Brewing the perfect french press coffee
There are a lot of great ways to brew your favorite blend, so what’s the benefit of a French Press? For starters, this classic brew method generally gives you a fuller-bodied, bolder cup. It’s also pretty low maintenance, which is perfect for those slow & easy weekend mornings when you haven’t quite fully woken up yet.
START WITH THE BEANS
First, choose your favorite Cameron’s Coffee blend or flavor. The French Press lends itself well to any type of coffee, not just darker roasts. Give our 100% Colombian or Breakfast Blend a try for something on the lighter side.
When using a French Press, grind setting is very important. Make sure your grounds are about as coarse as sea salt. We recommend using a burr grinder to get an even and consistent grind. This will ensure all the coffee in your press extracts at the same rate, which makes for smoother sipping.
To take the guesswork out of brewing, you can use a kitchen scale like this one. We recommend a 1:15 ratio of coffee to water. So, if you’re just brewing a cup for yourself, measure 30g of coffee and 450g of water. Don’t have a scale handy? Use 2-3 tbsp of grounds per 6oz. of water.
Next, pour your freshly ground coffee into the French Press, and shake gently to level the ground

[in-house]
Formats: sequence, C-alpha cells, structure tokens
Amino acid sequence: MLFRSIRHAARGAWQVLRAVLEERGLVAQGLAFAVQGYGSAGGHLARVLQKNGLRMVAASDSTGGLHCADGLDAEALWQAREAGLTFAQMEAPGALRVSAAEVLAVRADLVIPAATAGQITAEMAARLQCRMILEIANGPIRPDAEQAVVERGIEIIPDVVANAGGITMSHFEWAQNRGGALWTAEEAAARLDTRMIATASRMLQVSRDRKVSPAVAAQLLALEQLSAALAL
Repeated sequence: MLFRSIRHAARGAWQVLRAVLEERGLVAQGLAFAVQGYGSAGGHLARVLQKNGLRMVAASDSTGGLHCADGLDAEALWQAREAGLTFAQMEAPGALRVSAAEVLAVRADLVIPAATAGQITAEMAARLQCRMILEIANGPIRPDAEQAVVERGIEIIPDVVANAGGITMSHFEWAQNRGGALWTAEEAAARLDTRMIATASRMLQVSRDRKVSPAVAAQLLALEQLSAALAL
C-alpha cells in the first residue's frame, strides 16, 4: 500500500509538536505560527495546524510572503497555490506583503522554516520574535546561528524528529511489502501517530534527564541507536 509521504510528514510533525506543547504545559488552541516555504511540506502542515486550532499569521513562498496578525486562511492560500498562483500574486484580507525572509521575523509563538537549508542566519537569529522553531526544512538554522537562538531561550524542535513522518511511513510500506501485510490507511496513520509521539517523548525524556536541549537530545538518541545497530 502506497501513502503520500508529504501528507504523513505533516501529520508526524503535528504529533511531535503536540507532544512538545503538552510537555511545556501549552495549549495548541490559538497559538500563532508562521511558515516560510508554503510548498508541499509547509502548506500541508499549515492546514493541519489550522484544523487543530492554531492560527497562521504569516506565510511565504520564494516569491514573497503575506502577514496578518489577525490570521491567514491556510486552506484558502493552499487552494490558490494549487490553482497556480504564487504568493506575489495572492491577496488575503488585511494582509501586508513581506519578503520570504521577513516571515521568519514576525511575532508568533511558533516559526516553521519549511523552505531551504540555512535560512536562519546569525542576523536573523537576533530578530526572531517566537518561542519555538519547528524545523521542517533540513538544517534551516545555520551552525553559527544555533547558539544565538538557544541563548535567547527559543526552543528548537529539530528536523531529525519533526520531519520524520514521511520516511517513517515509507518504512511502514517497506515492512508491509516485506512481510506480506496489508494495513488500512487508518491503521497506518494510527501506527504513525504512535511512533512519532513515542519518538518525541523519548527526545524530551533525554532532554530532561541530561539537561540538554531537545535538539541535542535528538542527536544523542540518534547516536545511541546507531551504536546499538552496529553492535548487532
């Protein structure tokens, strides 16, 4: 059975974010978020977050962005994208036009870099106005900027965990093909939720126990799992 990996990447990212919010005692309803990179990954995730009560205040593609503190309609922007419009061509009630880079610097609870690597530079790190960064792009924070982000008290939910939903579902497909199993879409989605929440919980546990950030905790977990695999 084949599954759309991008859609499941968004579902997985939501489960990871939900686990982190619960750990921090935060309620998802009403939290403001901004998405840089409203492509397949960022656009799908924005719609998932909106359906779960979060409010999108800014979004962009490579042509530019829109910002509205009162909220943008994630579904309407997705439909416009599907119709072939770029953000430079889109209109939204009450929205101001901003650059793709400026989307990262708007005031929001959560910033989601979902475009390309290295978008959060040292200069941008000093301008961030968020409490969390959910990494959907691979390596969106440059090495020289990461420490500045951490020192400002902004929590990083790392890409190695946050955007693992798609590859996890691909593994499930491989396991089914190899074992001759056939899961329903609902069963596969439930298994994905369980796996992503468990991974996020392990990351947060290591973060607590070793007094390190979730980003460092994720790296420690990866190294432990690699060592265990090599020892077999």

GET TO BREWING
The ideal brewing temperature is between 195-205° Fahrenheit. If you don’t have a thermometer or an electric kettle, bring the water to a rolling boil, then turn the stove off, and let it sit for 30 seconds before pouring.
When your water is ready, pour it over the grounds in an even, circular motion. Stir gently until all the grounds are fully saturated and the mixture is a bit foamy. Now, put the lid on – but don’t press down yet! Set your timer for 4 minutes to let the coffee steep. Sit back, relax, and enjoy that aroma!
TIME TO PRESS
Finally! After 4 minutes have passed, slowly press the plunger all the way down. You’ll want to pour the coffee immediately into your favorite mug because if it sits too long in the press, it can over-extract and become bitter.